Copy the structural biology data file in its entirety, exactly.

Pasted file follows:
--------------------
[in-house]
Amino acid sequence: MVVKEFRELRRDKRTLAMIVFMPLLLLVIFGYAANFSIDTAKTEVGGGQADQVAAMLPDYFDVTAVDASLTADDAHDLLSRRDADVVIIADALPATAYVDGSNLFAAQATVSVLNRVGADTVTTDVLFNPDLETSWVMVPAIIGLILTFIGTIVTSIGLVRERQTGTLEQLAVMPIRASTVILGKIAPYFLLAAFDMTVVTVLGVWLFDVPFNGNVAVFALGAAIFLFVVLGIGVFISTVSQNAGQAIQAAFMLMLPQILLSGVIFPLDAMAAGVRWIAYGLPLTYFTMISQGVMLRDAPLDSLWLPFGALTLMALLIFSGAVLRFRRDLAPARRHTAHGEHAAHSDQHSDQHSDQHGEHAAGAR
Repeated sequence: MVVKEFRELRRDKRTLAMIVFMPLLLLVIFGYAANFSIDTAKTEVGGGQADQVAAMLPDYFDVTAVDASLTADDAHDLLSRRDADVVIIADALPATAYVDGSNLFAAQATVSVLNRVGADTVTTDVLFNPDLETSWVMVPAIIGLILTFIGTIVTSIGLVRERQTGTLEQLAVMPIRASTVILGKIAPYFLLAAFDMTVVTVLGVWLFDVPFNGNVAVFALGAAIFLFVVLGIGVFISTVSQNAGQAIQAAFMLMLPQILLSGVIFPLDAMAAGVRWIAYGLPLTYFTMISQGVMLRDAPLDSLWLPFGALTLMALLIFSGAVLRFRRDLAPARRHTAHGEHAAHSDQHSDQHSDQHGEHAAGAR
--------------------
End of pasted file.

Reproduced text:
[in-house]
Amino acid sequence: MVVKEFRELRRDKRTLAMIVFMPLLLLVIFGYAANFSIDTAKTEVGGGQADQVAAMLPDYFDVTAVDASLTADDAHDLLSRRDADVVIIADALPATAYVDGSNLFAAQATVSVLNRVGADTVTTDVLFNPDLETSWVMVPAIIGLILTFIGTIVTSIGLVRERQTGTLEQLAVMPIRASTVILGKIAPYFLLAAFDMTVVTVLGVWLFDVPFNGNVAVFALGAAIFLFVVLGIGVFISTVSQNAGQAIQAAFMLMLPQILLSGVIFPLDAMAAGVRWIAYGLPLTYFTMISQGVMLRDAPLDSLWLPFGALTLMALLIFSGAVLRFRRDLAPARRHTAHGEHAAHSDQHSDQHSDQHGEHAAGAR
Repeated sequence: MVVKEFRELRRDKRTLAMIVFMPLLLLVIFGYAANFSIDTAKTEVGGGQADQVAAMLPDYFDVTAVDASLTADDAHDLLSRRDADVVIIADALPATAYVDGSNLFAAQATVSVLNRVGADTVTTDVLFNPDLETSWVMVPAIIGLILTFIGTIVTSIGLVRERQTGTLEQLAVMPIRASTVILGKIAPYFLLAAFDMTVVTVLGVWLFDVPFNGNVAVFALGAAIFLFVVLGIGVFISTVSQNAGQAIQAAFMLMLPQILLSGVIFPLDAMAAGVRWIAYGLPLTYFTMISQGVMLRDAPLDSLWLPFGALTLMALLIFSGAVLRFRRDLAPARRHTAHGEHAAHSDQHSDQHSDQHGEHAAGAR